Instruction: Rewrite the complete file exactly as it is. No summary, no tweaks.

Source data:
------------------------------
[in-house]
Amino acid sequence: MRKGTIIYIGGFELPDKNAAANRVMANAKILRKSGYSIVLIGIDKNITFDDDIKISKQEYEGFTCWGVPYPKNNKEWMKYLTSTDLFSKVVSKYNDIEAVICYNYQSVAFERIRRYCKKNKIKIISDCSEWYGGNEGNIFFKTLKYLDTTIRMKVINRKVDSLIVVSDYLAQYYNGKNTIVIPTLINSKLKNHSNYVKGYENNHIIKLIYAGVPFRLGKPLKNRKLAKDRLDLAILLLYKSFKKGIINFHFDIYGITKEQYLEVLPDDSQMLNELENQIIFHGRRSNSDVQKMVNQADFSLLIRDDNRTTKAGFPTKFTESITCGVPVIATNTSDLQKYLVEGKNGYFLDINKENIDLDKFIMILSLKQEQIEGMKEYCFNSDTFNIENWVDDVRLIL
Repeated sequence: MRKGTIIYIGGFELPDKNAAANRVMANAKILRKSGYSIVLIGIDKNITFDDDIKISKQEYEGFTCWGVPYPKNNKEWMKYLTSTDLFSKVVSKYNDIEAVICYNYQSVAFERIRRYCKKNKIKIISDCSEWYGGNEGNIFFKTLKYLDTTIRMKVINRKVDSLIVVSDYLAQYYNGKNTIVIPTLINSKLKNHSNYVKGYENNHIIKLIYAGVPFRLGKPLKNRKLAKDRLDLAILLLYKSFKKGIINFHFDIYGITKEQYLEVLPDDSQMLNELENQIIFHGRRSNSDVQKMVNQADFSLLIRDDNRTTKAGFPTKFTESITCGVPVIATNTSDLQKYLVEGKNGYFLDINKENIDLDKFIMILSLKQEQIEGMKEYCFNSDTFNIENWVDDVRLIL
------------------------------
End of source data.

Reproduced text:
[in-house]
Amino acid sequence: MRKGTIIYIGGFELPDKNAAANRVMANAKILRKSGYSIVLIGIDKNITFDDDIKISKQEYEGFTCWGVPYPKNNKEWMKYLTSTDLFSKVVSKYNDIEAVICYNYQSVAFERIRRYCKKNKIKIISDCSEWYGGNEGNIFFKTLKYLDTTIRMKVINRKVDSLIVVSDYLAQYYNGKNTIVIPTLINSKLKNHSNYVKGYENNHIIKLIYAGVPFRLGKPLKNRKLAKDRLDLAILLLYKSFKKGIINFHFDIYGITKEQYLEVLPDDSQMLNELENQIIFHGRRSNSDVQKMVNQADFSLLIRDDNRTTKAGFPTKFTESITCGVPVIATNTSDLQKYLVEGKNGYFLDINKENIDLDKFIMILSLKQEQIEGMKEYCFNSDTFNIENWVDDVRLIL
Repeated sequence: MRKGTIIYIGGFELPDKNAAANRVMANAKILRKSGYSIVLIGIDKNITFDDDIKISKQEYEGFTCWGVPYPKNNKEWMKYLTSTDLFSKVVSKYNDIEAVICYNYQSVAFERIRRYCKKNKIKIISDCSEWYGGNEGNIFFKTLKYLDTTIRMKVINRKVDSLIVVSDYLAQYYNGKNTIVIPTLINSKLKNHSNYVKGYENNHIIKLIYAGVPFRLGKPLKNRKLAKDRLDLAILLLYKSFKKGIINFHFDIYGITKEQYLEVLPDDSQMLNELENQIIFHGRRSNSDVQKMVNQADFSLLIRDDNRTTKAGFPTKFTESITCGVPVIATNTSDLQKYLVEGKNGYFLDINKENIDLDKFIMILSLKQEQIEGMKEYCFNSDTFNIENWVDDVRLIL